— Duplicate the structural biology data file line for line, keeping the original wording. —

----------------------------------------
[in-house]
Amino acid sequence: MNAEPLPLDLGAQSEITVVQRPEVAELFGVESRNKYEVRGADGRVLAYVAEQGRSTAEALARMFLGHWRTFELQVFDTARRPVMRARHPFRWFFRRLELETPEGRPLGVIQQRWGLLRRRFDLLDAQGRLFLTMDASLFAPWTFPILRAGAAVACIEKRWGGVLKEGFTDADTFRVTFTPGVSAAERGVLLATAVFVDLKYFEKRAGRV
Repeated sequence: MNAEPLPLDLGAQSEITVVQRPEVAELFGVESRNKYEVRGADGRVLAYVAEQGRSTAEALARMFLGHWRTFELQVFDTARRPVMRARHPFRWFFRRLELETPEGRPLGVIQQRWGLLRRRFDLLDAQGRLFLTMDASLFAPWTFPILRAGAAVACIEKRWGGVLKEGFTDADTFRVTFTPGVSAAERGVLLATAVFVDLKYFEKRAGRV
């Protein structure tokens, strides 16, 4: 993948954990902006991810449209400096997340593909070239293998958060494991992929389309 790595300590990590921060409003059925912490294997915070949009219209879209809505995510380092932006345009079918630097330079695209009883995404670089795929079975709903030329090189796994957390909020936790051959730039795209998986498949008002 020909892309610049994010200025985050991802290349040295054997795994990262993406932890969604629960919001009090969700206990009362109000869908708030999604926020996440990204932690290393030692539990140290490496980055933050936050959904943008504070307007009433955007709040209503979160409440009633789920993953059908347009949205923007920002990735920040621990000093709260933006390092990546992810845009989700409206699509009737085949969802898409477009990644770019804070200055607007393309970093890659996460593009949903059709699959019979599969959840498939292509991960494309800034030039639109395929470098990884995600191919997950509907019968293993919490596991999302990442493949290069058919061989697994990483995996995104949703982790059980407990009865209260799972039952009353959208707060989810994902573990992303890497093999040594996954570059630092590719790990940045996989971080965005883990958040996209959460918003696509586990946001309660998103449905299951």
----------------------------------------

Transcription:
[in-house]
Amino acid sequence: MNAEPLPLDLGAQSEITVVQRPEVAELFGVESRNKYEVRGADGRVLAYVAEQGRSTAEALARMFLGHWRTFELQVFDTARRPVMRARHPFRWFFRRLELETPEGRPLGVIQQRWGLLRRRFDLLDAQGRLFLTMDASLFAPWTFPILRAGAAVACIEKRWGGVLKEGFTDADTFRVTFTPGVSAAERGVLLATAVFVDLKYFEKRAGRV
Repeated sequence: MNAEPLPLDLGAQSEITVVQRPEVAELFGVESRNKYEVRGADGRVLAYVAEQGRSTAEALARMFLGHWRTFELQVFDTARRPVMRARHPFRWFFRRLELETPEGRPLGVIQQRWGLLRRRFDLLDAQGRLFLTMDASLFAPWTFPILRAGAAVACIEKRWGGVLKEGFTDADTFRVTFTPGVSAAERGVLLATAVFVDLKYFEKRAGRV
């Protein structure tokens, strides 16, 4: 993948954990902006991810449209400096997340593909070239293998958060494991992929389309 790595300590990590921060409003059925912490294997915070949009219209879209809505995510380092932006345009079918630097330079695209009883995404670089795929079975709903030329090189796994957390909020936790051959730039795209998986498949008002 020909892309610049994010200025985050991802290349040295054997795994990262993406932890969604629960919001009090969700206990009362109000869908708030999604926020996440990204932690290393030692539990140290490496980055933050936050959904943008504070307007009433955007709040209503979160409440009633789920993953059908347009949205923007920002990735920040621990000093709260933006390092990546992810845009989700409206699509009737085949969802898409477009990644770019804070200055607007393309970093890659996460593009949903059709699959019979599969959840498939292509991960494309800034030039639109395929470098990884995600191919997950509907019968293993919490596991999302990442493949290069058919061989697994990483995996995104949703982790059980407990009865209260799972039952009353959208707060989810994902573990992303890497093999040594996954570059630092590719790990940045996989971080965005883990958040996209959460918003696509586990946001309660998103449905299951």